Posted on | April 17, 2012 by Grégor Puppinck, Ph.D |
The Venice Commission is currently reviewing the Hungarian cardinal law on the Protection of Families. This law has been strongly criticised, especially for defining family as “based on the marriage of a man and a woman,” and for protecting human life since conception. The European Centre for Law and Justice (ECLJ) submits today a Memorandum to the Venice Commission demonstrating that this law respects the letter and the spirit of international treaties on family and follows the legitimate aim to set foundations for the recovery of the country through the protection of life and family.
On 23rd December 2011, the Hungarian Parliament adopted Act CCXI of 2011 on the Protection of Families. It pursues the objectives to protect the children and families and to remedy the present demographic crisis. The law expresses that “the family is an autonomous community established in human history before the emergence of law and the State, which rests on moral grounds.” The law also recognises family as “the most important national resource of Hungary. As the basic unit of society the family is the guarantee for the nation’s survival and the natural environment of the development of human personality, which must be respected by the State”. This law takes concrete measures to ensure an effective protection of families, providing for a sort of family mainstreaming, in particular in the fields of employment and State support.
This law has been strongly criticised, especially for defining family as “based on the marriage of a man and a woman,” and for protecting human life since conception. Pursuant to those critics, the Monitoring Committee of the Parliamentary Assembly of the Council of Europe (PACE) requested the European Commission for Democracy through Law (known as the Venice Commission) to give an opinion on this law. This opinion is under preparation and will be adopted and published during its next plenary session, in June 1012, along with four other opinions. Today, in anticipation to this Opinion, the ECLJ submits a Memorandum assessing this law with regard to the international commitments of Hungary to the Venice Commission.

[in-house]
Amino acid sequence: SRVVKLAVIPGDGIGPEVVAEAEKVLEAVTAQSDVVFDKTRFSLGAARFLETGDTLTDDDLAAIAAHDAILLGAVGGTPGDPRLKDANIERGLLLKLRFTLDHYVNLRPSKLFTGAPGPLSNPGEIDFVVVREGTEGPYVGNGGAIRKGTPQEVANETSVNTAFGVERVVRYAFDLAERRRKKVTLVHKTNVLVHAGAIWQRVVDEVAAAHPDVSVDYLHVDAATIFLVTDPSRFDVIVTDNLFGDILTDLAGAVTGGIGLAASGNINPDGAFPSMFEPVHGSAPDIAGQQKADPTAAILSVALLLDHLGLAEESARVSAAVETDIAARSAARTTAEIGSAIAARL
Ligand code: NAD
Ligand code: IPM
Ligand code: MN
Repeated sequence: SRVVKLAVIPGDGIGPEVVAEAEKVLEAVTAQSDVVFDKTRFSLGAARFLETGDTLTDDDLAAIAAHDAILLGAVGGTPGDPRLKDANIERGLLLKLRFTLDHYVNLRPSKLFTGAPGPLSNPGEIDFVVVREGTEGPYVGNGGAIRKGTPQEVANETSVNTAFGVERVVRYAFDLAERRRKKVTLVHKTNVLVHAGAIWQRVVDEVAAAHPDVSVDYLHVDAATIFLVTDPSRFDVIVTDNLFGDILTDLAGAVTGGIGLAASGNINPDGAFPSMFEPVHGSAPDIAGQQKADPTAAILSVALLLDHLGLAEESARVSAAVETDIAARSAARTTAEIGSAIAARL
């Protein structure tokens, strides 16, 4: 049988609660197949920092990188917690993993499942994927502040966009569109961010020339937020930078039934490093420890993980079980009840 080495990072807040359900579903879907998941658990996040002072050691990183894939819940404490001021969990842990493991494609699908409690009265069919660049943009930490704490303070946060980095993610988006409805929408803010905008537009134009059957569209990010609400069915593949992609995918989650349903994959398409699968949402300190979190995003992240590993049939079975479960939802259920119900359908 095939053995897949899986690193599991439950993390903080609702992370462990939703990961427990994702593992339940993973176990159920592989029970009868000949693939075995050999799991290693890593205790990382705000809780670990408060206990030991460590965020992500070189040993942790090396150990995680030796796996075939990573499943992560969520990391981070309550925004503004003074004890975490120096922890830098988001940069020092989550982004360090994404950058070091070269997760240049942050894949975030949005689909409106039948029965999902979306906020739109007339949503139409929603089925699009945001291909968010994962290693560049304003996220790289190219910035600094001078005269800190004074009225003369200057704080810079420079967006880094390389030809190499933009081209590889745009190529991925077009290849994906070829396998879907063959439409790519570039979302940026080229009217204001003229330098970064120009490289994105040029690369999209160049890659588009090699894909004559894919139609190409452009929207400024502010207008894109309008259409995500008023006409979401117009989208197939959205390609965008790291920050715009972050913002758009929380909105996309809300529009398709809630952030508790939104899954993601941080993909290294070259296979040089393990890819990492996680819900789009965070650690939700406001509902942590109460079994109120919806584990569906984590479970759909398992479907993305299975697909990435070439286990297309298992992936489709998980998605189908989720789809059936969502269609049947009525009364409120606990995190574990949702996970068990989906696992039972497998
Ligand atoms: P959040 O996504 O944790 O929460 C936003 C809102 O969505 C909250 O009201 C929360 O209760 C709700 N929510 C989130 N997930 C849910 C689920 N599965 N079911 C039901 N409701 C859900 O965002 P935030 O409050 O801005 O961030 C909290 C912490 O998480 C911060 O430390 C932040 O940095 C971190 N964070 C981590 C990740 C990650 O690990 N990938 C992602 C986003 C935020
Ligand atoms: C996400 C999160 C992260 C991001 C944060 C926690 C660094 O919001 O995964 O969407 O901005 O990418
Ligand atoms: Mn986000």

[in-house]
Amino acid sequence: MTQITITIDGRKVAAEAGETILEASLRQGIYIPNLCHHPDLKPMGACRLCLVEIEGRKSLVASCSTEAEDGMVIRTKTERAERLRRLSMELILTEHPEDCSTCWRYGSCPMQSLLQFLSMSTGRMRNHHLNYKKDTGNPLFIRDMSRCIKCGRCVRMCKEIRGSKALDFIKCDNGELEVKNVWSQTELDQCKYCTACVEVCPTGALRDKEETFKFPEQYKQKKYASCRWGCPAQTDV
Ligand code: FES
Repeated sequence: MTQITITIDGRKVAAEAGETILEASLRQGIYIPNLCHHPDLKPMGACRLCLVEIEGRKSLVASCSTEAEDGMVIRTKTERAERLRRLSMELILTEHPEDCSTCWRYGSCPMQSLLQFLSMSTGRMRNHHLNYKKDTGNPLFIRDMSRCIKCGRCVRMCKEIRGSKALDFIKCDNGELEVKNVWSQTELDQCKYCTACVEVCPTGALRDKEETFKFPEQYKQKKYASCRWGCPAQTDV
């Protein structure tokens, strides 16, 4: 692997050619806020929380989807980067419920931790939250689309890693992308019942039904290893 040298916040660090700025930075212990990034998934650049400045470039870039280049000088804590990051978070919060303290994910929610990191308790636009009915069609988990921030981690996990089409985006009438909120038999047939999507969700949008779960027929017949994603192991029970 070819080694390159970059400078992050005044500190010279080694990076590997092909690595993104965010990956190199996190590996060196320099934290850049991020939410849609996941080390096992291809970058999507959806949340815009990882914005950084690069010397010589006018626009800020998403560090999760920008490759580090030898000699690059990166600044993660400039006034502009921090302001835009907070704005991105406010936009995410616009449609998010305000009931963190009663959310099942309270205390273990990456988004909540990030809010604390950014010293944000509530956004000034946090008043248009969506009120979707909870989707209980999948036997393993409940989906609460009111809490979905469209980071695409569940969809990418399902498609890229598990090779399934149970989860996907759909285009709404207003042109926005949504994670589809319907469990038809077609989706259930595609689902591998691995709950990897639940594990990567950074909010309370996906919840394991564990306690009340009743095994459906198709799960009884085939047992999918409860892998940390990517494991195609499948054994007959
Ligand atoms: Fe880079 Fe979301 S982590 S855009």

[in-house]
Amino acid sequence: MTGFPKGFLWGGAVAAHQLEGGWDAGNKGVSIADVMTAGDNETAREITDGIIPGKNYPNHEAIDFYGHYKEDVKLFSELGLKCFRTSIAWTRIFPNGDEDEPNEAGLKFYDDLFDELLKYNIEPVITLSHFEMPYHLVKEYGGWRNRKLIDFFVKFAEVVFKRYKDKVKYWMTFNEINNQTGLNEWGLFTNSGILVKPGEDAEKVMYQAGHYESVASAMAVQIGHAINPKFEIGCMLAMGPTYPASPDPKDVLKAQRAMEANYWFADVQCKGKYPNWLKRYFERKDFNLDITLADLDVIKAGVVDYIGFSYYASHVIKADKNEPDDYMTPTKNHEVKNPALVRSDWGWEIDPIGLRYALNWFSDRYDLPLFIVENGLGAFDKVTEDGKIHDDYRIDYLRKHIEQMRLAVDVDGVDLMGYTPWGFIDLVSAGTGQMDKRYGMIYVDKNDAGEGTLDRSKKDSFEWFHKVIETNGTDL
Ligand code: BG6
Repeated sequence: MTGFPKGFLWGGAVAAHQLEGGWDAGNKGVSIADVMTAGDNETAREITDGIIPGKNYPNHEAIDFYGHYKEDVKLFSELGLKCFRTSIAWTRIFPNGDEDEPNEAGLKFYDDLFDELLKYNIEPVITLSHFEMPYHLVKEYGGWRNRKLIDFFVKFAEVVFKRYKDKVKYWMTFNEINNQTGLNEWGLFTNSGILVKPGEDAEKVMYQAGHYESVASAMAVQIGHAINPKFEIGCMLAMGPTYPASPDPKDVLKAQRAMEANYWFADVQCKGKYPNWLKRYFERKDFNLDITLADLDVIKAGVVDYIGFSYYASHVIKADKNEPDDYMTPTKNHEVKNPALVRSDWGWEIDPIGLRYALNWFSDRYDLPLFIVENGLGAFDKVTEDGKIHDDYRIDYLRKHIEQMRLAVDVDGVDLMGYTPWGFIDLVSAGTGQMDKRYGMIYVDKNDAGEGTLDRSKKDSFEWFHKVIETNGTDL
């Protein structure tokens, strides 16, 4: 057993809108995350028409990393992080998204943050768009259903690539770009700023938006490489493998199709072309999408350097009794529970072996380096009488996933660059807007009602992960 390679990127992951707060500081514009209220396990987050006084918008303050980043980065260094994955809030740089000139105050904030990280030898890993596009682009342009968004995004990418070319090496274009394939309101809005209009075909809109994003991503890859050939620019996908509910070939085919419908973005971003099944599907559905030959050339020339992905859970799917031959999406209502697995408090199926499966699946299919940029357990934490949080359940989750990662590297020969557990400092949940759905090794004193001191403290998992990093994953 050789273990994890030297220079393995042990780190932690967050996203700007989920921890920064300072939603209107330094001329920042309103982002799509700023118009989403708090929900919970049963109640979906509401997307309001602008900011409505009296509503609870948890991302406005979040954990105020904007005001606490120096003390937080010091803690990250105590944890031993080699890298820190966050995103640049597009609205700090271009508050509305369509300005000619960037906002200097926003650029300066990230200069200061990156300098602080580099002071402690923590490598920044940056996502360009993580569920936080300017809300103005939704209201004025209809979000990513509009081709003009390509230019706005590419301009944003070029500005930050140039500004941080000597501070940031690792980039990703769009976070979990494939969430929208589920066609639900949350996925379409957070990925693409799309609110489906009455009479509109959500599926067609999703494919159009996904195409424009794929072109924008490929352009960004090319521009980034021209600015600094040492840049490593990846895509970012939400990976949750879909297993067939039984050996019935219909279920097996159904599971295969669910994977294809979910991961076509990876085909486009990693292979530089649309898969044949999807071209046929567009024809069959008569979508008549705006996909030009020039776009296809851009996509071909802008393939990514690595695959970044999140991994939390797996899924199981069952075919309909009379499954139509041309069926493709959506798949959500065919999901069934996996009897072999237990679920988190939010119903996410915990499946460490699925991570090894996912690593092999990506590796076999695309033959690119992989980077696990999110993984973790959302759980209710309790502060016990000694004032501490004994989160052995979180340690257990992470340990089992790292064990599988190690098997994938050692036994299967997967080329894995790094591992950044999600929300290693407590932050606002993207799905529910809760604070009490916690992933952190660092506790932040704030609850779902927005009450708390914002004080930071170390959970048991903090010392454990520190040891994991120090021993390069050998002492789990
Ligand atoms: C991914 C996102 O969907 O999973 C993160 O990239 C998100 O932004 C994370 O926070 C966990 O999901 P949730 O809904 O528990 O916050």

The ECLJ Memorandum observes that the Hungarian cardinal law on the protection of families, both in its philosophical basis and concrete measures, is in accordance with international and European law, in particular with the European Social Charter and the 1989 Convention on the Rights of the Child which states, inter alia, that “the family, as the fundamental group of society and the natural environment for the growth and well-being of all its members and particularly children, should be afforded the necessary protection and assistance so that it can fully assume its responsibilities within the community”.
Concerning the issues of abortion and homosexuality, the Venice Commission already acknowledged, in its 2011 opinion on the new Constitution of Hungary, that Hungary respects European and international law while defining marriage as the union of a man and a woman and protecting of human life since conception.